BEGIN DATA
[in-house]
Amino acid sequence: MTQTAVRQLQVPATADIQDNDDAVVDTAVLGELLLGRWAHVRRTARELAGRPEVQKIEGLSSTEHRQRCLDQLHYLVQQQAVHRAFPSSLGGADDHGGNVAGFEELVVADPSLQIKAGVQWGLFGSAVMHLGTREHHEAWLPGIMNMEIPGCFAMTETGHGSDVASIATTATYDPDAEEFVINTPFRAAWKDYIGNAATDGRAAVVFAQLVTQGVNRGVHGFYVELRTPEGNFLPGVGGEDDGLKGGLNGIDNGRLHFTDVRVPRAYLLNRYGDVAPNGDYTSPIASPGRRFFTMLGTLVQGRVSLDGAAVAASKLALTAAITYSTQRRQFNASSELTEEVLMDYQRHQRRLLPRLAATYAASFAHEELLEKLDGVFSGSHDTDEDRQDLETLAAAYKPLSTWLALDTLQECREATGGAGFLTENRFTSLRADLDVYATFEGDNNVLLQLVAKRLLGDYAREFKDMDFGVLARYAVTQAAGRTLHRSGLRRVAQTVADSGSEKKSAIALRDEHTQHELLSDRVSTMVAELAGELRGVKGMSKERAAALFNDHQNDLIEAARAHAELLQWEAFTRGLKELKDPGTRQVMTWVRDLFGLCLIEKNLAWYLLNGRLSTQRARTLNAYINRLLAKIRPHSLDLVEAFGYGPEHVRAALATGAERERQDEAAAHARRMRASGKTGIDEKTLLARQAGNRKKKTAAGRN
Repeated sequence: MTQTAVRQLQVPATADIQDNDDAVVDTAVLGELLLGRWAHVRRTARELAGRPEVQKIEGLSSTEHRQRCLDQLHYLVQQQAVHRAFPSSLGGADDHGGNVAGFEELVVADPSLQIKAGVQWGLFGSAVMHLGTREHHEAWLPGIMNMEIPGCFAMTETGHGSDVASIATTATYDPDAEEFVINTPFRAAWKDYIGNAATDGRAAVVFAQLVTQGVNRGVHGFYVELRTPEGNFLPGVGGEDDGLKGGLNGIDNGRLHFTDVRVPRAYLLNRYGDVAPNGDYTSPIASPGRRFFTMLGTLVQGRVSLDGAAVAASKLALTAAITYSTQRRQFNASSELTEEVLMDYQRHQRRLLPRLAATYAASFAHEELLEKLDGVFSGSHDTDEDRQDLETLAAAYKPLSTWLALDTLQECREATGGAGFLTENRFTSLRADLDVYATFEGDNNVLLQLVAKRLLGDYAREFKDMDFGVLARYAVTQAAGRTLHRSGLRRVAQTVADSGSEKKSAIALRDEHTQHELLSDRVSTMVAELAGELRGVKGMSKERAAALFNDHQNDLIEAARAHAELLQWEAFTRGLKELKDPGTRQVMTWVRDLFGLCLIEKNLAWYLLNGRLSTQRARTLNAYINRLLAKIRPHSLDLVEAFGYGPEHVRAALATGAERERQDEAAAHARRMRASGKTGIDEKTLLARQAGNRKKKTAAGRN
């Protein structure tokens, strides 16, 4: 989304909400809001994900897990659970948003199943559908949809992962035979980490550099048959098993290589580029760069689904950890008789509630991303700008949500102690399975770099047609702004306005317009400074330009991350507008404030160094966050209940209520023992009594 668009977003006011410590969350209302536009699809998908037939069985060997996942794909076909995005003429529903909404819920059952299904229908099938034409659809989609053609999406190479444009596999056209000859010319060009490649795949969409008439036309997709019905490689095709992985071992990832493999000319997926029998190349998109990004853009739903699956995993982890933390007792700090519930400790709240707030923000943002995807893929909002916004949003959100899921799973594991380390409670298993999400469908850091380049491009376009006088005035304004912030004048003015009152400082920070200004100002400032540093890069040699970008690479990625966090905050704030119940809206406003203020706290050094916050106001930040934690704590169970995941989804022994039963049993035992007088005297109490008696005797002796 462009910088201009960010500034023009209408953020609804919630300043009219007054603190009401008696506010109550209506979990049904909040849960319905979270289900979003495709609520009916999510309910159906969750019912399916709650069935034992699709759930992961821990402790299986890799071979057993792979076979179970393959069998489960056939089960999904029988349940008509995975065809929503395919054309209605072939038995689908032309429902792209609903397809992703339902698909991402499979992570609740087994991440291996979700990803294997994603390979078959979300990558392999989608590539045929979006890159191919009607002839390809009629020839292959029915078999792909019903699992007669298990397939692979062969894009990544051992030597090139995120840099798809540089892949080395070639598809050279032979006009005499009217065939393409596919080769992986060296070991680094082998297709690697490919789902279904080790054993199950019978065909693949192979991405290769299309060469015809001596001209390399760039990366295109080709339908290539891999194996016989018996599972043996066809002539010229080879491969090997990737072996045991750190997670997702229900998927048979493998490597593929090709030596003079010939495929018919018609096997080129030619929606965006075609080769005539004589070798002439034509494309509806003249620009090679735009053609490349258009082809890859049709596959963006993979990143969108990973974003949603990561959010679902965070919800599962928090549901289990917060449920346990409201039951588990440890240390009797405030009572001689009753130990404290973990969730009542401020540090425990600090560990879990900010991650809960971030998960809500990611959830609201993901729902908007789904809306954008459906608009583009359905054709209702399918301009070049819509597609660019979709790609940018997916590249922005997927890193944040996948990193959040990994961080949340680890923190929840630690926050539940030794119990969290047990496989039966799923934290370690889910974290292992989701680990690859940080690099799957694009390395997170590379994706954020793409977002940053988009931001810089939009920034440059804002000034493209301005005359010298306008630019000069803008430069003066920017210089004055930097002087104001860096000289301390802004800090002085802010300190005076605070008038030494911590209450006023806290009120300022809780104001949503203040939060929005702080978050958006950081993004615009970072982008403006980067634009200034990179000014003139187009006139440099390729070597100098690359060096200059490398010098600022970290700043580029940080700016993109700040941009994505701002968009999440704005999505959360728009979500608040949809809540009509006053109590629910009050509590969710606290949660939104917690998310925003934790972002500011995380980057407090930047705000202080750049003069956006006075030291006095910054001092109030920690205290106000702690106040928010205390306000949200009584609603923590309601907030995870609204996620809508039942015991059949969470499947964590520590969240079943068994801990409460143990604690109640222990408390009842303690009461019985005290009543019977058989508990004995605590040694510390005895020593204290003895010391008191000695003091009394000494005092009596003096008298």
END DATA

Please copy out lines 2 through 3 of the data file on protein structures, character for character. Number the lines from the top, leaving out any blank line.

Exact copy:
Amino acid sequence: MTQTAVRQLQVPATADIQDNDDAVVDTAVLGELLLGRWAHVRRTARELAGRPEVQKIEGLSSTEHRQRCLDQLHYLVQQQAVHRAFPSSLGGADDHGGNVAGFEELVVADPSLQIKAGVQWGLFGSAVMHLGTREHHEAWLPGIMNMEIPGCFAMTETGHGSDVASIATTATYDPDAEEFVINTPFRAAWKDYIGNAATDGRAAVVFAQLVTQGVNRGVHGFYVELRTPEGNFLPGVGGEDDGLKGGLNGIDNGRLHFTDVRVPRAYLLNRYGDVAPNGDYTSPIASPGRRFFTMLGTLVQGRVSLDGAAVAASKLALTAAITYSTQRRQFNASSELTEEVLMDYQRHQRRLLPRLAATYAASFAHEELLEKLDGVFSGSHDTDEDRQDLETLAAAYKPLSTWLALDTLQECREATGGAGFLTENRFTSLRADLDVYATFEGDNNVLLQLVAKRLLGDYAREFKDMDFGVLARYAVTQAAGRTLHRSGLRRVAQTVADSGSEKKSAIALRDEHTQHELLSDRVSTMVAELAGELRGVKGMSKERAAALFNDHQNDLIEAARAHAELLQWEAFTRGLKELKDPGTRQVMTWVRDLFGLCLIEKNLAWYLLNGRLSTQRARTLNAYINRLLAKIRPHSLDLVEAFGYGPEHVRAALATGAERERQDEAAAHARRMRASGKTGIDEKTLLARQAGNRKKKTAAGRN
Repeated sequence: MTQTAVRQLQVPATADIQDNDDAVVDTAVLGELLLGRWAHVRRTARELAGRPEVQKIEGLSSTEHRQRCLDQLHYLVQQQAVHRAFPSSLGGADDHGGNVAGFEELVVADPSLQIKAGVQWGLFGSAVMHLGTREHHEAWLPGIMNMEIPGCFAMTETGHGSDVASIATTATYDPDAEEFVINTPFRAAWKDYIGNAATDGRAAVVFAQLVTQGVNRGVHGFYVELRTPEGNFLPGVGGEDDGLKGGLNGIDNGRLHFTDVRVPRAYLLNRYGDVAPNGDYTSPIASPGRRFFTMLGTLVQGRVSLDGAAVAASKLALTAAITYSTQRRQFNASSELTEEVLMDYQRHQRRLLPRLAATYAASFAHEELLEKLDGVFSGSHDTDEDRQDLETLAAAYKPLSTWLALDTLQECREATGGAGFLTENRFTSLRADLDVYATFEGDNNVLLQLVAKRLLGDYAREFKDMDFGVLARYAVTQAAGRTLHRSGLRRVAQTVADSGSEKKSAIALRDEHTQHELLSDRVSTMVAELAGELRGVKGMSKERAAALFNDHQNDLIEAARAHAELLQWEAFTRGLKELKDPGTRQVMTWVRDLFGLCLIEKNLAWYLLNGRLSTQRARTLNAYINRLLAKIRPHSLDLVEAFGYGPEHVRAALATGAERERQDEAAAHARRMRASGKTGIDEKTLLARQAGNRKKKTAAGRN